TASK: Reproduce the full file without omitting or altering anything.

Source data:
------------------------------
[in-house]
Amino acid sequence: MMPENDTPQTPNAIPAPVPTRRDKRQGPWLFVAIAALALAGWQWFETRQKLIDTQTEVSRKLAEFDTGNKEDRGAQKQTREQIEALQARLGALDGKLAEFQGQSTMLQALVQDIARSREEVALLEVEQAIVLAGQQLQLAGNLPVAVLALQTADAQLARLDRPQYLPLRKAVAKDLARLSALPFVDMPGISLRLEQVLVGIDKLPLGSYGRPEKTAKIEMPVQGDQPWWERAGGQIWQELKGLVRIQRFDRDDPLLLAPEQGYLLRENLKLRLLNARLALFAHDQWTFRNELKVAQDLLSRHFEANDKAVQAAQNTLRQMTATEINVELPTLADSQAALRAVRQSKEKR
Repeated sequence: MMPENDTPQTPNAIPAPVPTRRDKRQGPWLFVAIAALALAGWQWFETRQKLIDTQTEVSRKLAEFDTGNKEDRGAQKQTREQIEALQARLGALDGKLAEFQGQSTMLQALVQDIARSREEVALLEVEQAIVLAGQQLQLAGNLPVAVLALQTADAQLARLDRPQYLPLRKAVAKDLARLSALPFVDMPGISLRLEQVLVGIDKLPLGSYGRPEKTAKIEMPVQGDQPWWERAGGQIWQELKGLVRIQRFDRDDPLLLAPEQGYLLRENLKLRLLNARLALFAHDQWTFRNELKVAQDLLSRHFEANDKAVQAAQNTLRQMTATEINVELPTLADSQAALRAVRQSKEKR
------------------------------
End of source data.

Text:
[in-house]
Amino acid sequence: MMPENDTPQTPNAIPAPVPTRRDKRQGPWLFVAIAALALAGWQWFETRQKLIDTQTEVSRKLAEFDTGNKEDRGAQKQTREQIEALQARLGALDGKLAEFQGQSTMLQALVQDIARSREEVALLEVEQAIVLAGQQLQLAGNLPVAVLALQTADAQLARLDRPQYLPLRKAVAKDLARLSALPFVDMPGISLRLEQVLVGIDKLPLGSYGRPEKTAKIEMPVQGDQPWWERAGGQIWQELKGLVRIQRFDRDDPLLLAPEQGYLLRENLKLRLLNARLALFAHDQWTFRNELKVAQDLLSRHFEANDKAVQAAQNTLRQMTATEINVELPTLADSQAALRAVRQSKEKR
Repeated sequence: MMPENDTPQTPNAIPAPVPTRRDKRQGPWLFVAIAALALAGWQWFETRQKLIDTQTEVSRKLAEFDTGNKEDRGAQKQTREQIEALQARLGALDGKLAEFQGQSTMLQALVQDIARSREEVALLEVEQAIVLAGQQLQLAGNLPVAVLALQTADAQLARLDRPQYLPLRKAVAKDLARLSALPFVDMPGISLRLEQVLVGIDKLPLGSYGRPEKTAKIEMPVQGDQPWWERAGGQIWQELKGLVRIQRFDRDDPLLLAPEQGYLLRENLKLRLLNARLALFAHDQWTFRNELKVAQDLLSRHFEANDKAVQAAQNTLRQMTATEINVELPTLADSQAALRAVRQSKEKR